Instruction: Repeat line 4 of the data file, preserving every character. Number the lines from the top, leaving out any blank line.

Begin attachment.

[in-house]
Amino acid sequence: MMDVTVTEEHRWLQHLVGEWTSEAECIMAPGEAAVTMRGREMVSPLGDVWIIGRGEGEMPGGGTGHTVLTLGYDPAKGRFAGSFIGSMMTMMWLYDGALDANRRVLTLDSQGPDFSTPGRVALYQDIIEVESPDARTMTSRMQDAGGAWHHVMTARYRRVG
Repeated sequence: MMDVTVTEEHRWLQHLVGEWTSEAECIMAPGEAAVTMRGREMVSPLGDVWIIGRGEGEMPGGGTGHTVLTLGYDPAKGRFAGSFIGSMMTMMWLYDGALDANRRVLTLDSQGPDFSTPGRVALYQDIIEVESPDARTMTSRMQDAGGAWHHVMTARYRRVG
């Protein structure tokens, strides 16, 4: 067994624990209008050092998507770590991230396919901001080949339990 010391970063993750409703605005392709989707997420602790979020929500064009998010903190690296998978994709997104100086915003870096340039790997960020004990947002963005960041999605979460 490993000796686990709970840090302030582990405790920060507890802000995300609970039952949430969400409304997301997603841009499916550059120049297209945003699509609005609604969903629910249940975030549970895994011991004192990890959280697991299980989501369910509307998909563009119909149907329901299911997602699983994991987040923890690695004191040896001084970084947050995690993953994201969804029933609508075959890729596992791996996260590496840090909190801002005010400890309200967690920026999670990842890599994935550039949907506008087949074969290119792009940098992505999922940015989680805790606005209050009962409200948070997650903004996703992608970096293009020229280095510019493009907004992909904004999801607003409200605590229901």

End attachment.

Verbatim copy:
């Protein structure tokens, strides 16, 4: 067994624990209008050092998507770590991230396919901001080949339990 010391970063993750409703605005392709989707997420602790979020929500064009998010903190690296998978994709997104100086915003870096340039790997960020004990947002963005960041999605979460 490993000796686990709970840090302030582990405790920060507890802000995300609970039952949430969400409304997301997603841009499916550059120049297209945003699509609005609604969903629910249940975030549970895994011991004192990890959280697991299980989501369910509307998909563009119909149907329901299911997602699983994991987040923890690695004191040896001084970084947050995690993953994201969804029933609508075959890729596992791996996260590496840090909190801002005010400890309200967690920026999670990842890599994935550039949907506008087949074969290119792009940098992505999922940015989680805790606005209050009962409200948070997650903004996703992608970096293009020229280095510019493009907004992909904004999801607003409200605590229901």